Breathe, Bottle, Breathe
Everything you need to know about wine and aeration
Read Time: 1.5 minutes
Jan 14, 2017
Jan 14, 2017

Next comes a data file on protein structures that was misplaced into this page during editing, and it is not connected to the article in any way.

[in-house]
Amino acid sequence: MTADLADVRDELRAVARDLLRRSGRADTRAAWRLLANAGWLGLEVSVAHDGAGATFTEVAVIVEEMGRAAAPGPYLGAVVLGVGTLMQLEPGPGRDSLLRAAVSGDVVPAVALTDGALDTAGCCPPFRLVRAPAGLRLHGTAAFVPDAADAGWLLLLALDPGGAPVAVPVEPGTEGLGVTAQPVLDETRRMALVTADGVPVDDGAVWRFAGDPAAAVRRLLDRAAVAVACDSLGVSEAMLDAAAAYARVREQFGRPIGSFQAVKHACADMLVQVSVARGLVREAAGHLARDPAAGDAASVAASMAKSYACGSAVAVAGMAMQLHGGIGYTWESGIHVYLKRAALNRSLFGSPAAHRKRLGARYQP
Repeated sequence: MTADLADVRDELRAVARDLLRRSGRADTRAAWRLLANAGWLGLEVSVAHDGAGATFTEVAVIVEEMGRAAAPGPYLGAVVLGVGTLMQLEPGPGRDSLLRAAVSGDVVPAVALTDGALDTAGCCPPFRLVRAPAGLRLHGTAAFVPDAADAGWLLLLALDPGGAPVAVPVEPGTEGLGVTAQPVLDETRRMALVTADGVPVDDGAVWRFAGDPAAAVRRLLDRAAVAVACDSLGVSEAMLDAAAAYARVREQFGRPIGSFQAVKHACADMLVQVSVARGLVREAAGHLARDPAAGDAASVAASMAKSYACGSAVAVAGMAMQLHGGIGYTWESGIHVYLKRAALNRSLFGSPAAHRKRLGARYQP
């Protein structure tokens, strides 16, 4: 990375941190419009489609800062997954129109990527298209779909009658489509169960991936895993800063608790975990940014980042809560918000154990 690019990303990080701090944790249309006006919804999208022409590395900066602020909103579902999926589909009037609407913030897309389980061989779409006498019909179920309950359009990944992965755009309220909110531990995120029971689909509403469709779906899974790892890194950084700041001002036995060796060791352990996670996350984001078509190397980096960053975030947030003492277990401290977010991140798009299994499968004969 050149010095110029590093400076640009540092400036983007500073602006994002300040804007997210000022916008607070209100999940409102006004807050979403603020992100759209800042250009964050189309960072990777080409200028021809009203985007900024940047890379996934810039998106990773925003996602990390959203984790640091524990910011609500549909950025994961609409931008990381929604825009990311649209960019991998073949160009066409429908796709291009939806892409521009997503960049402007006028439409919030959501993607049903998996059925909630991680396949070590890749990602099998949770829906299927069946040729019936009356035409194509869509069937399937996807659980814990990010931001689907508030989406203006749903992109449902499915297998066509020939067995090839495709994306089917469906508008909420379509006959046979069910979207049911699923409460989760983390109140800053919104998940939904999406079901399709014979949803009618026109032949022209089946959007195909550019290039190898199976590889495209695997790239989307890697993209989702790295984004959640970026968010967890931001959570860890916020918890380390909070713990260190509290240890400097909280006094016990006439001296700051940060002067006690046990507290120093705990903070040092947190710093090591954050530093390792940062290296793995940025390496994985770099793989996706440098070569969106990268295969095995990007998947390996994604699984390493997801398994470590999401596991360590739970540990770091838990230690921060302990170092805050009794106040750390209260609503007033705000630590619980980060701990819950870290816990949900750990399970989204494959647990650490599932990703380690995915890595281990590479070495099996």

With a wine portfolio of over 4,500 bottles and private wine lockers, we take our wine seriously at Christner’s Prime Steak & Lobster. It is important to know the essentials of wine — specifically, aeration. When pouring wine, a fundamental aspect is often forgotten: allowing wine to breathe. More flavors and aromas are brought out when wine is allowed to mix with the air and oxidize. Who wouldn’t want better tasting wine? Different wines require different amounts of time for breathing. This is all dependent on the region, the age, and the type. A general rule of thumb is that younger red wines need more time to breathe than older red wines. Generally, red wines under the age of eight years old require 1 to 2 hours to aerate compared to mature red wines over the age of eight years old that only require 30 minutes if at all. Red wines usually gain the most benefits from breathing, but some white wines do, too. You might be asking, “Well, how do I properly aerate wine?” Lucky for you, we’ve got an easy way! First, choose a red wine glass with a large bowl. Then, pour some wine into the glass and stop when it’s at the widest part of the glass. Doing this allows more wine to come in contact with air. Set the wine aside for a few minutes and then swirl the glass gently. Take a sip to taste test, and viola! Perfectly aerated wine.
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